Juan Nicasio’s Role With Colorado Rockies At Risk

Bob Stanton-USA TODAY Sports

Before we begin, let’s just say that there’s no doubt Juan Nicasio is a tremendous survivor in life, and that he’s playing baseball at the highest level at this moment is nothing short of astonishing.

As for what he’s doing with that opportunity, however, leaves the Colorado Rockies with much to be desired.

While the story of his miraculous comeback from a near-death experience with a comebacker to the head and a broken neck in 2011 remains one to remember, it’s his forgettable performances on the mound with the Rockies these days that are putting a happy ending for the right-hander at risk.

After all, he is paid to be a pitcher and to use his ability to give the team a chance to win; and simply put, Nicasio hasn’t done a very good job of doing so in 2013.

But wait, wouldn’t his 4-2 record on the season suggest just the opposite?

Well, pitcher wins and losses are deceiving in a number of ways, but even taken at face value, it still doesn’t quite paint a complete picture: three of the wins came in May when the Rockies had the second-best offense in the league at 141 runs, enough to sugar coat that fact that he’s failed to factor into a decision in five of his 11 starts.

That’s alludes to Nicasio’s inefficiency, or inability to eat innings in more of a simple term. It’s one of those things that gives even mediocre pitchers value to their teams that exceed the expectation of their stuff, and it’s something that Colorado hasn’t been able to get out of their young starter.

The latest example of this came in the 26-year-old’s outing on Thursday, when he hit a brick wall against the Houston Astros.

After cruising through five on three hits, three walks and allowing just an earned run, Nicasio allowed four straight hits to start the sixth inning, earning himself yet another quick exit at just 81 pitches. Without getting a single out in the frame, he forced the team’s well-worn bullpen into action once more with the game tied.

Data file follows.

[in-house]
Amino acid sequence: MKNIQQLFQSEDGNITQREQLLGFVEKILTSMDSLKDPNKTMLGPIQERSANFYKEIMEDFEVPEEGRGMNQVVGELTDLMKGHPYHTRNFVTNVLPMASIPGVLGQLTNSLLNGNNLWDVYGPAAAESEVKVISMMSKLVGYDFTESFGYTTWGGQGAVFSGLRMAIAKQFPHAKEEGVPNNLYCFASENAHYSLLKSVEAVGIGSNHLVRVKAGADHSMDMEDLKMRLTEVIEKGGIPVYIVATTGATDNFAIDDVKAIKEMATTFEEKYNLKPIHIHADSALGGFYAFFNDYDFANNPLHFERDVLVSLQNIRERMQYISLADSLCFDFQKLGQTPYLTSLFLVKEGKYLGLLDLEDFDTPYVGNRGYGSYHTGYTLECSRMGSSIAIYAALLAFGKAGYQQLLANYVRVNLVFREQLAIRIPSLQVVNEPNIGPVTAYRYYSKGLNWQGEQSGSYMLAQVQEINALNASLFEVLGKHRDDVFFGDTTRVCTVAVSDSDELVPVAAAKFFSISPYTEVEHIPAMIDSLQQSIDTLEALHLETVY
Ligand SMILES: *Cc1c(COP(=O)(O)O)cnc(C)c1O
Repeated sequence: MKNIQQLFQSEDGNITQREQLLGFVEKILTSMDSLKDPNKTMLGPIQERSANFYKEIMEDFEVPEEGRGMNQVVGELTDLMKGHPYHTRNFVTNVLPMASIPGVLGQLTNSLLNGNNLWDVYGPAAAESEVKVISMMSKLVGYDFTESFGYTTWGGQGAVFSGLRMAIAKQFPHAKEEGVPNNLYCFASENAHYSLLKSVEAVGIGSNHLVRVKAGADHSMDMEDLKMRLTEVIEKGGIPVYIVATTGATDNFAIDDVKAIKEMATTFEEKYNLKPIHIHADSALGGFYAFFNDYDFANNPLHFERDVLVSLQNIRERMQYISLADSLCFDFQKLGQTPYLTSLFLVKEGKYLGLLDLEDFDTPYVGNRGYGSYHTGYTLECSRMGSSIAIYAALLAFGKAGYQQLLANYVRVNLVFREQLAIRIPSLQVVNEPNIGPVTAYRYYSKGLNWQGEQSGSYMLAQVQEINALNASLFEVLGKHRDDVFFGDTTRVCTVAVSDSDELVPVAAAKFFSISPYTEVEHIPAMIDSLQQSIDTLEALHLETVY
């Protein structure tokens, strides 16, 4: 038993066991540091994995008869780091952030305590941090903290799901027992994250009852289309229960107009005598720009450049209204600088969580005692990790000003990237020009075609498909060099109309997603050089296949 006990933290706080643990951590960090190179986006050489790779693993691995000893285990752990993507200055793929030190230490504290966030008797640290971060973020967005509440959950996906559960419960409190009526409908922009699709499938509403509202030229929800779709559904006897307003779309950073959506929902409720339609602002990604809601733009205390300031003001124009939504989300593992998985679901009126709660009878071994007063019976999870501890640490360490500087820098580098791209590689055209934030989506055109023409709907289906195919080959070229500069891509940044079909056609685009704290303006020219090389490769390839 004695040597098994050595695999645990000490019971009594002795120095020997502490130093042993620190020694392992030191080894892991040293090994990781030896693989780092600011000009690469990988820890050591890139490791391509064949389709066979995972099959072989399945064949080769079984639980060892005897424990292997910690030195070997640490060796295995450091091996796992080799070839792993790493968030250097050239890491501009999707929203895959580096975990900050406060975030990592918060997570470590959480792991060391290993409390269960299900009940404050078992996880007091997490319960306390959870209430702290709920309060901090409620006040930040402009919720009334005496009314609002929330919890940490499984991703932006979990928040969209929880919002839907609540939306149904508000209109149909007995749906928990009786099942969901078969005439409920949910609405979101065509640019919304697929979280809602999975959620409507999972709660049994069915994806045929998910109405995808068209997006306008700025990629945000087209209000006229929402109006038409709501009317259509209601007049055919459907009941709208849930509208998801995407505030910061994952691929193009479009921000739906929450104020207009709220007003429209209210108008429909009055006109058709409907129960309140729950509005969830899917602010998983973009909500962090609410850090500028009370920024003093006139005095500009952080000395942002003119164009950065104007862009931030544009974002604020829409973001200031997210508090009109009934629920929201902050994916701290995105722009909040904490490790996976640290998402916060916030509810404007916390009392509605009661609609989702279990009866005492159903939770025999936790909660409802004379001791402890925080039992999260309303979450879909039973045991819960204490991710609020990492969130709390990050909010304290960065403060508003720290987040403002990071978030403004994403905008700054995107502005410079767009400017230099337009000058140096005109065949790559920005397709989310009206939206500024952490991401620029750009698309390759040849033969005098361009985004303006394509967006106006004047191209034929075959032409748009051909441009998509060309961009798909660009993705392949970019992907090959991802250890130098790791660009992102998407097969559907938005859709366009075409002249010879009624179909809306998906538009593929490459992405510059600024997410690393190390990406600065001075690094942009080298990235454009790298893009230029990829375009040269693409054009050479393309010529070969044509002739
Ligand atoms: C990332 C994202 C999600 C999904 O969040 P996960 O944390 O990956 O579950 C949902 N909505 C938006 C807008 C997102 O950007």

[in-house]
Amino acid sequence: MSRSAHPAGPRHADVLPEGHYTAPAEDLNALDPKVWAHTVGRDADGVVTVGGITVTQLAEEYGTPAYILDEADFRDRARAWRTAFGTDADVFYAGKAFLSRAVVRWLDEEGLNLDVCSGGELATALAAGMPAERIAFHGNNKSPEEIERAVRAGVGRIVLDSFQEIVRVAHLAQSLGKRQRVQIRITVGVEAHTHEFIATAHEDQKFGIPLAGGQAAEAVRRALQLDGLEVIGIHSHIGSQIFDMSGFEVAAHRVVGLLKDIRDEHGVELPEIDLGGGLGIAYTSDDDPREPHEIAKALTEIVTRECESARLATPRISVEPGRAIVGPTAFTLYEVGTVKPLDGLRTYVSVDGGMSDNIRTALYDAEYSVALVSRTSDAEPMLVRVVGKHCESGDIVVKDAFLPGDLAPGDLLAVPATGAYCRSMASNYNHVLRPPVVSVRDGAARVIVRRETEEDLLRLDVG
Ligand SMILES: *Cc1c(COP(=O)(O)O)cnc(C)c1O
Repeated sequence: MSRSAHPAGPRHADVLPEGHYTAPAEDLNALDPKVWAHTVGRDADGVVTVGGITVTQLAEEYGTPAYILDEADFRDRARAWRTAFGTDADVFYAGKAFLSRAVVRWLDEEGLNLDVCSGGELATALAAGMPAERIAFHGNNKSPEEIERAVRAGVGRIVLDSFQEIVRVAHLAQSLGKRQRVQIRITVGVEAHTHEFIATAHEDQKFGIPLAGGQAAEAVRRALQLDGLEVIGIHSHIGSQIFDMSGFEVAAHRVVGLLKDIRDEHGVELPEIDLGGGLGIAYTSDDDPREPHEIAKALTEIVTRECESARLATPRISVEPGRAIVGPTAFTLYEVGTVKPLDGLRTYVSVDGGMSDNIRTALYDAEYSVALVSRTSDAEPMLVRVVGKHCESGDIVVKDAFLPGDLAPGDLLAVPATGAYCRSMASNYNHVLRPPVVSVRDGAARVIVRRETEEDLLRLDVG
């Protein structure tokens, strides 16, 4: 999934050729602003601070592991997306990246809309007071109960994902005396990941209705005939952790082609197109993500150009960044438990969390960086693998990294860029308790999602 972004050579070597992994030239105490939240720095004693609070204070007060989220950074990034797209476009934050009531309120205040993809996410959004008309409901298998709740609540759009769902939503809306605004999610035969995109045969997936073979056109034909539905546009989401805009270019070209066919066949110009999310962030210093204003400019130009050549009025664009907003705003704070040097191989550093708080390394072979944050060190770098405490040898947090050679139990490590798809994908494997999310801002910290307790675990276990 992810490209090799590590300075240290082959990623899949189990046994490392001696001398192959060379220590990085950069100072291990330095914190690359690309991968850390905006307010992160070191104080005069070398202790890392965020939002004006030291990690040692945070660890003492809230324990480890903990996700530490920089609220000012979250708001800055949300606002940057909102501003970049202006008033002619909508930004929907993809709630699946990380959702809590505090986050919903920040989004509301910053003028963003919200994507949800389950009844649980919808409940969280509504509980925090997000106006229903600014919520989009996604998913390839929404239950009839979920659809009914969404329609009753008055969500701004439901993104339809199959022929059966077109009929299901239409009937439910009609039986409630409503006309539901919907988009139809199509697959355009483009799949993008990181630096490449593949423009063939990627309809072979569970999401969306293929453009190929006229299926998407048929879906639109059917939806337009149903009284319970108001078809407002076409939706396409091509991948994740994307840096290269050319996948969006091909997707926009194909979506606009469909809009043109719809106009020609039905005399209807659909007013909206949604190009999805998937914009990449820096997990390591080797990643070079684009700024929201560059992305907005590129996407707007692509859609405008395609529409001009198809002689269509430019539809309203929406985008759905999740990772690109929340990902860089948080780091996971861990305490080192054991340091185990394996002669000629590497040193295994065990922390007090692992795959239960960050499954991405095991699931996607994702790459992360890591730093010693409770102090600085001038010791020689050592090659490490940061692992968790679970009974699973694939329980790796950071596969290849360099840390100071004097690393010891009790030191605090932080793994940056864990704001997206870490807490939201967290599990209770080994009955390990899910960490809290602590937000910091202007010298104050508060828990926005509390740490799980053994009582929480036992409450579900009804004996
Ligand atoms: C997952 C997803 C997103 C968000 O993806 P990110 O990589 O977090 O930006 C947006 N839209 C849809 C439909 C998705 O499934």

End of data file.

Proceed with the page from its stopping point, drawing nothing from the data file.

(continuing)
Two homers and four runs later, and well, the rest was history as the team ultimately lost 7-5.

It may have been just Nicasio’s second loss on the season, but that doesn’t properly reflect the issues that he’s presented for the team. What does tell you more is the fact that he hasn’t thrown over 100 pitches in any of his starts, and in fact has lasted less than 90 in each of his last three outings. He has yet to throw more than six complete inning in one outing, and has lasted just five or less in four out of his last six.

Combined with his diminished K/9 (5.91 to 8.38 in 2012), and slight upticks in walks (3.51 to 3.41)  and HR/9 (1.28 to 1.09), and not only is the Rockies hurler not throwing very many innings … he’s not throwing very many quality ones either.

With Jeff Francis on the mend, Roy Oswalt looming and Tyler Chatwood pitching like he should be going nowhere, Nicasio will need to turn things around, or the next chapter of his remarkable story may end up taking place outside of the major leagues.

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